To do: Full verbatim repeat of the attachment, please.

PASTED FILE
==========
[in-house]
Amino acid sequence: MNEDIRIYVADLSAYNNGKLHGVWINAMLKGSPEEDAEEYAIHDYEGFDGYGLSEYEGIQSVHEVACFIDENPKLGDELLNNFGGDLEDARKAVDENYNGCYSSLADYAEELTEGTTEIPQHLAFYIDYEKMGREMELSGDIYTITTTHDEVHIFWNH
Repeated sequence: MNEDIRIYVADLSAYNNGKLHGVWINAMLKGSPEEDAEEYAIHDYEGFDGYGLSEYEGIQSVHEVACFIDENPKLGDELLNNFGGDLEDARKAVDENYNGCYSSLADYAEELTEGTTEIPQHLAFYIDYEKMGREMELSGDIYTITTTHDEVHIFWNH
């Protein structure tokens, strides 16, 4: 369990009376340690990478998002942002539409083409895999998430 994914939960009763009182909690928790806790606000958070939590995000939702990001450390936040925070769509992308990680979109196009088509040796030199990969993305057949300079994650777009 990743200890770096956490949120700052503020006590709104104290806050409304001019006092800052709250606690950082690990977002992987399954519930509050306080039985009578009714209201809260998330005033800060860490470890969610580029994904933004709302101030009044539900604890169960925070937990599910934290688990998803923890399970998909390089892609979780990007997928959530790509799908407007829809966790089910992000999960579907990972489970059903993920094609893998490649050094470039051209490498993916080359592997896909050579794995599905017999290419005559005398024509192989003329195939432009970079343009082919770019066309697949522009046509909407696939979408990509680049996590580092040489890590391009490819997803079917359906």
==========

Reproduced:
[in-house]
Amino acid sequence: MNEDIRIYVADLSAYNNGKLHGVWINAMLKGSPEEDAEEYAIHDYEGFDGYGLSEYEGIQSVHEVACFIDENPKLGDELLNNFGGDLEDARKAVDENYNGCYSSLADYAEELTEGTTEIPQHLAFYIDYEKMGREMELSGDIYTITTTHDEVHIFWNH
Repeated sequence: MNEDIRIYVADLSAYNNGKLHGVWINAMLKGSPEEDAEEYAIHDYEGFDGYGLSEYEGIQSVHEVACFIDENPKLGDELLNNFGGDLEDARKAVDENYNGCYSSLADYAEELTEGTTEIPQHLAFYIDYEKMGREMELSGDIYTITTTHDEVHIFWNH
């Protein structure tokens, strides 16, 4: 369990009376340690990478998002942002539409083409895999998430 994914939960009763009182909690928790806790606000958070939590995000939702990001450390936040925070769509992308990680979109196009088509040796030199990969993305057949300079994650777009 990743200890770096956490949120700052503020006590709104104290806050409304001019006092800052709250606690950082690990977002992987399954519930509050306080039985009578009714209201809260998330005033800060860490470890969610580029994904933004709302101030009044539900604890169960925070937990599910934290688990998803923890399970998909390089892609979780990007997928959530790509799908407007829809966790089910992000999960579907990972489970059903993920094609893998490649050094470039051209490498993916080359592997896909050579794995599905017999290419005559005398024509192989003329195939432009970079343009082919770019066309697949522009046509909407696939979408990509680049996590580092040489890590391009490819997803079917359906």